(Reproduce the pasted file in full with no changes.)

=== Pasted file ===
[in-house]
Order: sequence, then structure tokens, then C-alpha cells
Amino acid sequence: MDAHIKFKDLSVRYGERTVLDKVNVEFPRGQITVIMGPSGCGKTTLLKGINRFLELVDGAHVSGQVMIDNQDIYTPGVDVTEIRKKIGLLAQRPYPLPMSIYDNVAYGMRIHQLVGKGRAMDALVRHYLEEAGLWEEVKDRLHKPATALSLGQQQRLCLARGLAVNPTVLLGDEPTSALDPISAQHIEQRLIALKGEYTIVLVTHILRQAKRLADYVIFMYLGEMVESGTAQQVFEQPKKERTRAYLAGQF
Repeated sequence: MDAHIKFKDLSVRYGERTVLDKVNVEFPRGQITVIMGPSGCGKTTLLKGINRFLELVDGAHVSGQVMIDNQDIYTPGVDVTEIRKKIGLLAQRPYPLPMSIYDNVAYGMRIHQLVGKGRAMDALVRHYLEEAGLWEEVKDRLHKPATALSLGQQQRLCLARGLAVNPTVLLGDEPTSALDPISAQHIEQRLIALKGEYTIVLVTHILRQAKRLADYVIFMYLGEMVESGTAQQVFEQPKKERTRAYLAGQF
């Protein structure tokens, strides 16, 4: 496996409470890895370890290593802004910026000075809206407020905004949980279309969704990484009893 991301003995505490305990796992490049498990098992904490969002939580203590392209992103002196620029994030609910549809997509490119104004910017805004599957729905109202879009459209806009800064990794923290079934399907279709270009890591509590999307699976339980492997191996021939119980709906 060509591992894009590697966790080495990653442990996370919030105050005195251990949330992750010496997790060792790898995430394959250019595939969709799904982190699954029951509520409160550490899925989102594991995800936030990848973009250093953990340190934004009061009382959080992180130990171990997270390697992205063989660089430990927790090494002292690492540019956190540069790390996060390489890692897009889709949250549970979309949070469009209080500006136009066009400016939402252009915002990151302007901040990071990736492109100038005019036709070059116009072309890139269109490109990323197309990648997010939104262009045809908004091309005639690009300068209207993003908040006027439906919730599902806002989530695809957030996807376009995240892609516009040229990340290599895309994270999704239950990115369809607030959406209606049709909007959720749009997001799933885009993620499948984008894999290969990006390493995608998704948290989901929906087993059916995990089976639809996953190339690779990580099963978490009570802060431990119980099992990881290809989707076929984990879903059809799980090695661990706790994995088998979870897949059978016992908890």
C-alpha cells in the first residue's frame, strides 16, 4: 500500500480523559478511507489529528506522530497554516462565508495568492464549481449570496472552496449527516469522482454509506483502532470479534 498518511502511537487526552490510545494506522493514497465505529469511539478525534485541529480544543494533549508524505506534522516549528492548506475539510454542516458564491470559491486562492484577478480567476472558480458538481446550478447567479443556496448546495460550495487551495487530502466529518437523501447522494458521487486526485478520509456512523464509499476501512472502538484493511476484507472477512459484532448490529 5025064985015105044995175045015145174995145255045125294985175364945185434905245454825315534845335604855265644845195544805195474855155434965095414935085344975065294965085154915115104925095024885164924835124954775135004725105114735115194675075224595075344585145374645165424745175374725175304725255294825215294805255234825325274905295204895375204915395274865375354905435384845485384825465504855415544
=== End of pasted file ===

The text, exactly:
[in-house]
Order: sequence, then structure tokens, then C-alpha cells
Amino acid sequence: MDAHIKFKDLSVRYGERTVLDKVNVEFPRGQITVIMGPSGCGKTTLLKGINRFLELVDGAHVSGQVMIDNQDIYTPGVDVTEIRKKIGLLAQRPYPLPMSIYDNVAYGMRIHQLVGKGRAMDALVRHYLEEAGLWEEVKDRLHKPATALSLGQQQRLCLARGLAVNPTVLLGDEPTSALDPISAQHIEQRLIALKGEYTIVLVTHILRQAKRLADYVIFMYLGEMVESGTAQQVFEQPKKERTRAYLAGQF
Repeated sequence: MDAHIKFKDLSVRYGERTVLDKVNVEFPRGQITVIMGPSGCGKTTLLKGINRFLELVDGAHVSGQVMIDNQDIYTPGVDVTEIRKKIGLLAQRPYPLPMSIYDNVAYGMRIHQLVGKGRAMDALVRHYLEEAGLWEEVKDRLHKPATALSLGQQQRLCLARGLAVNPTVLLGDEPTSALDPISAQHIEQRLIALKGEYTIVLVTHILRQAKRLADYVIFMYLGEMVESGTAQQVFEQPKKERTRAYLAGQF
């Protein structure tokens, strides 16, 4: 496996409470890895370890290593802004910026000075809206407020905004949980279309969704990484009893 991301003995505490305990796992490049498990098992904490969002939580203590392209992103002196620029994030609910549809997509490119104004910017805004599957729905109202879009459209806009800064990794923290079934399907279709270009890591509590999307699976339980492997191996021939119980709906 060509591992894009590697966790080495990653442990996370919030105050005195251990949330992750010496997790060792790898995430394959250019595939969709799904982190699954029951509520409160550490899925989102594991995800936030990848973009250093953990340190934004009061009382959080992180130990171990997270390697992205063989660089430990927790090494002292690492540019956190540069790390996060390489890692897009889709949250549970979309949070469009209080500006136009066009400016939402252009915002990151302007901040990071990736492109100038005019036709070059116009072309890139269109490109990323197309990648997010939104262009045809908004091309005639690009300068209207993003908040006027439906919730599902806002989530695809957030996807376009995240892609516009040229990340290599895309994270999704239950990115369809607030959406209606049709909007959720749009997001799933885009993620499948984008894999290969990006390493995608998704948290989901929906087993059916995990089976639809996953190339690779990580099963978490009570802060431990119980099992990881290809989707076929984990879903059809799980090695661990706790994995088998979870897949059978016992908890």
C-alpha cells in the first residue's frame, strides 16, 4: 500500500480523559478511507489529528506522530497554516462565508495568492464549481449570496472552496449527516469522482454509506483502532470479534 498518511502511537487526552490510545494506522493514497465505529469511539478525534485541529480544543494533549508524505506534522516549528492548506475539510454542516458564491470559491486562492484577478480567476472558480458538481446550478447567479443556496448546495460550495487551495487530502466529518437523501447522494458521487486526485478520509456512523464509499476501512472502538484493511476484507472477512459484532448490529 5025064985015105044995175045015145174995145255045125294985175364945185434905245454825315534845335604855265644845195544805195474855155434965095414935085344975065294965085154915115104925095024885164924835124954775135004725105114735115194675075224595075344585145374645165424745175374725175304725255294825215294805255234825325274905295204895375204915395274865375354905435384845485384825465504855415544